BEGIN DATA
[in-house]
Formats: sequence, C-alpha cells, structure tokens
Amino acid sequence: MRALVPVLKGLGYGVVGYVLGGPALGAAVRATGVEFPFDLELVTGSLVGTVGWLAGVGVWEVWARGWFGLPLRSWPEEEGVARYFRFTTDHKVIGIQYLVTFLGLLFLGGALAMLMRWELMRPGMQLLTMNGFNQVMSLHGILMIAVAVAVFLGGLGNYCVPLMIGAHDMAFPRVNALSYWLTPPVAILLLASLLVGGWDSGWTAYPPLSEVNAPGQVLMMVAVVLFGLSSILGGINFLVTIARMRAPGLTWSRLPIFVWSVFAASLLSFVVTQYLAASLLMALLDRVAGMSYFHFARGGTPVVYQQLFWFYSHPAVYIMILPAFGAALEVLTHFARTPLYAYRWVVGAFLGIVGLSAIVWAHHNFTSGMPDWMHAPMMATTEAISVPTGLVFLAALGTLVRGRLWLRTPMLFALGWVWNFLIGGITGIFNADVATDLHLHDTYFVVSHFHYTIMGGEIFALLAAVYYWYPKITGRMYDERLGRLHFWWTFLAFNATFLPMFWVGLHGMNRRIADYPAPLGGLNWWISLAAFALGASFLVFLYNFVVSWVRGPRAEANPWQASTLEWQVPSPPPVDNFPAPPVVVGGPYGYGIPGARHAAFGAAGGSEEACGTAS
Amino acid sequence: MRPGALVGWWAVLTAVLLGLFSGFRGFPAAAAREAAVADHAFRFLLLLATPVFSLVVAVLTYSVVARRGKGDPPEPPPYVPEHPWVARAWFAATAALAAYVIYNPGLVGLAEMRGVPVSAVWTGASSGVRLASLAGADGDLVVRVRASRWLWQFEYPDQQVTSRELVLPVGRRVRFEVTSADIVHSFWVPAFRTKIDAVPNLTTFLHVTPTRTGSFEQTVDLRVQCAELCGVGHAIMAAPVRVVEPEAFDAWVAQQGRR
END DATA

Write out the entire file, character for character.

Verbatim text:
[in-house]
Formats: sequence, C-alpha cells, structure tokens
Amino acid sequence: MRALVPVLKGLGYGVVGYVLGGPALGAAVRATGVEFPFDLELVTGSLVGTVGWLAGVGVWEVWARGWFGLPLRSWPEEEGVARYFRFTTDHKVIGIQYLVTFLGLLFLGGALAMLMRWELMRPGMQLLTMNGFNQVMSLHGILMIAVAVAVFLGGLGNYCVPLMIGAHDMAFPRVNALSYWLTPPVAILLLASLLVGGWDSGWTAYPPLSEVNAPGQVLMMVAVVLFGLSSILGGINFLVTIARMRAPGLTWSRLPIFVWSVFAASLLSFVVTQYLAASLLMALLDRVAGMSYFHFARGGTPVVYQQLFWFYSHPAVYIMILPAFGAALEVLTHFARTPLYAYRWVVGAFLGIVGLSAIVWAHHNFTSGMPDWMHAPMMATTEAISVPTGLVFLAALGTLVRGRLWLRTPMLFALGWVWNFLIGGITGIFNADVATDLHLHDTYFVVSHFHYTIMGGEIFALLAAVYYWYPKITGRMYDERLGRLHFWWTFLAFNATFLPMFWVGLHGMNRRIADYPAPLGGLNWWISLAAFALGASFLVFLYNFVVSWVRGPRAEANPWQASTLEWQVPSPPPVDNFPAPPVVVGGPYGYGIPGARHAAFGAAGGSEEACGTAS
Amino acid sequence: MRPGALVGWWAVLTAVLLGLFSGFRGFPAAAAREAAVADHAFRFLLLLATPVFSLVVAVLTYSVVARRGKGDPPEPPPYVPEHPWVARAWFAATAALAAYVIYNPGLVGLAEMRGVPVSAVWTGASSGVRLASLAGADGDLVVRVRASRWLWQFEYPDQQVTSRELVLPVGRRVRFEVTSADIVHSFWVPAFRTKIDAVPNLTTFLHVTPTRTGSFEQTVDLRVQCAELCGVGHAIMAAPVRVVEPEAFDAWVAQQGRR